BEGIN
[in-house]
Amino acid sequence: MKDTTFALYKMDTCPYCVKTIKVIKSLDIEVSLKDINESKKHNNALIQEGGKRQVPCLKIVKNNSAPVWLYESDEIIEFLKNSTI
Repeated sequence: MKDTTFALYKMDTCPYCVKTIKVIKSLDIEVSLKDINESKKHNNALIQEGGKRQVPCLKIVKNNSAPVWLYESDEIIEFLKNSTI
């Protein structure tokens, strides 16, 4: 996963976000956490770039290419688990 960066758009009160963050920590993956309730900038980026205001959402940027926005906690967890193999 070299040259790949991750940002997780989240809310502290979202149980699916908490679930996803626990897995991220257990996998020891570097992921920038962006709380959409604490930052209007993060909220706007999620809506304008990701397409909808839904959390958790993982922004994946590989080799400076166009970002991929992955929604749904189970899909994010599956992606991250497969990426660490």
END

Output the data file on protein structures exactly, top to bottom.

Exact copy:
[in-house]
Amino acid sequence: MKDTTFALYKMDTCPYCVKTIKVIKSLDIEVSLKDINESKKHNNALIQEGGKRQVPCLKIVKNNSAPVWLYESDEIIEFLKNSTI
Repeated sequence: MKDTTFALYKMDTCPYCVKTIKVIKSLDIEVSLKDINESKKHNNALIQEGGKRQVPCLKIVKNNSAPVWLYESDEIIEFLKNSTI
């Protein structure tokens, strides 16, 4: 996963976000956490770039290419688990 960066758009009160963050920590993956309730900038980026205001959402940027926005906690967890193999 070299040259790949991750940002997780989240809310502290979202149980699916908490679930996803626990897995991220257990996998020891570097992921920038962006709380959409604490930052209007993060909220706007999620809506304008990701397409909808839904959390958790993982922004994946590989080799400076166009970002991929992955929604749904189970899909994010599956992606991250497969990426660490």